Checkbox Using Custom Icon Sets

  1. Select the cells you want to use for the check boxes
  2. Create a drop-down list with the options 1,0,-1
  3. Go to Home > Conditional Formatting > Icon Sets and select any set you like
  4. With those cells still selected, go to Home > Conditional Formatting > Manage Rules and find the rule you just created and edit it to create a custom icon set with the setting shown in the following image.

Custom Icon Set for Checkbox in Excel

Another example that uses this technique is my Financial Plan Summary template.

6. Progress Bar for % Completed

In some of the examples above, you’ve already seen progress bars in the “% Complete” column. Now you’ll learn how to do it. Conditional formatting comes in handy yet again:

  1. Select the cells in the % Complete column
  2. Go to Home > Conditional Formatting > Data Bars > More Rules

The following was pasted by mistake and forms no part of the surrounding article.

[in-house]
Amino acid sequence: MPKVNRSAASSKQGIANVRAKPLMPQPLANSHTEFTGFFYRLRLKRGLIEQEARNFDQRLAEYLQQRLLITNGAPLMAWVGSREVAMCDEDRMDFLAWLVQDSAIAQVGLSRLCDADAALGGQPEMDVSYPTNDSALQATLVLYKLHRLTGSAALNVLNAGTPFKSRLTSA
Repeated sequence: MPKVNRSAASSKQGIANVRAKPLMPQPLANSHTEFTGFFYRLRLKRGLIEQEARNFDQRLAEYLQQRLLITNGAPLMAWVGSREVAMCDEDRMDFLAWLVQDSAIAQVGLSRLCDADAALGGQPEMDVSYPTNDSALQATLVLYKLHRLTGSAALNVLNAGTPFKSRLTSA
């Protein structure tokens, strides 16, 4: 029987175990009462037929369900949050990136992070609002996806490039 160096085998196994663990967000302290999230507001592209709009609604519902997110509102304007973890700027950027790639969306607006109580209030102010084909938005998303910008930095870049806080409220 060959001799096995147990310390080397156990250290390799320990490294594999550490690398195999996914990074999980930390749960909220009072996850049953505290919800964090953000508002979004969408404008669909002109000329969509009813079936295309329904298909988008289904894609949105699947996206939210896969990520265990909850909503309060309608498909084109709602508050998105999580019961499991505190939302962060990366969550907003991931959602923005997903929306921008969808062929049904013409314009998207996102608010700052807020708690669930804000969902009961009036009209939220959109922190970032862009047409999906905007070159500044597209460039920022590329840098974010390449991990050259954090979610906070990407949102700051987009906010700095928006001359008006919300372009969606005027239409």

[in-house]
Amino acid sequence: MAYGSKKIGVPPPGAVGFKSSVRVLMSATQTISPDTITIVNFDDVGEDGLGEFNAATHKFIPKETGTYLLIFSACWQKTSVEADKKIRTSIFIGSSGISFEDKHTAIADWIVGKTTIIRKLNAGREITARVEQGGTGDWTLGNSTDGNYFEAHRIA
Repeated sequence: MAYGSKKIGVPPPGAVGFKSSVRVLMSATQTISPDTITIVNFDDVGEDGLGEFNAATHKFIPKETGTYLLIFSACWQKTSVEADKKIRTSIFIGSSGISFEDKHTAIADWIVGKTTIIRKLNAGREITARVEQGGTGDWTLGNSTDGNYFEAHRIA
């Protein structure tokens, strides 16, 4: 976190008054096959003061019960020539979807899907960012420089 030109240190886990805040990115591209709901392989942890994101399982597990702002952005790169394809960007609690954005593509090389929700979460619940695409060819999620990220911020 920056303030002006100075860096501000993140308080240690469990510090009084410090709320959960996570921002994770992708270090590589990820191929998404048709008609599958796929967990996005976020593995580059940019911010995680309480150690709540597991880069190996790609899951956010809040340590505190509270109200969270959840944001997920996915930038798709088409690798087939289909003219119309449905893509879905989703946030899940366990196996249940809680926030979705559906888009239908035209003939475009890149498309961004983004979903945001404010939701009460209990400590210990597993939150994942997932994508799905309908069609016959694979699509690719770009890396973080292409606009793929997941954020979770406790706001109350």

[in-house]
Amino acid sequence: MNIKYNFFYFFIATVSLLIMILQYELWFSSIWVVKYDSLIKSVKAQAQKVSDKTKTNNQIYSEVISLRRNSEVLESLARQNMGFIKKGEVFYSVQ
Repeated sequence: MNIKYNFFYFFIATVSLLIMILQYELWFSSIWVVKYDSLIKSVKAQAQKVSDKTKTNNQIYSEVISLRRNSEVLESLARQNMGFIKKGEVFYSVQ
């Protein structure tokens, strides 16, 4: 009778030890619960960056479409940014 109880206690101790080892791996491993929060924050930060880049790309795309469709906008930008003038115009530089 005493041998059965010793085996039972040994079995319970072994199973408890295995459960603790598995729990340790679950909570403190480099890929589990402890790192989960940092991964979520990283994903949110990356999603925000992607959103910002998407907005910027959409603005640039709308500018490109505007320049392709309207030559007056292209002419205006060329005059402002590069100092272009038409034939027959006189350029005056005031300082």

3. Modify the bar based on the settings shown in the image below

Progress Bar in Excel via Conditional Formatting

What a Progress Bar in Google Sheets? No problem. In cell A1 enter the % Complete and then in the cell to the right of it you can use the formula =REPT("█",ROUND(A1*10,0)). You can change the color of the bar by just changing the font color. That’s a pretty old trick for Excel users, but it’s something that will work in Google Sheets, too.

7. Gray-Out Tasks When They are Complete

If you like the effect of seeing your completed tasks crossed out or grayed out or both, you can do that fairly easily using conditional formatting.

In the example below, the first rule is applied when column A is equal to the special square root character. The placement of the dollar sign in the $A4 reference is very important in this formula because we want all the columns in the table to reference column A.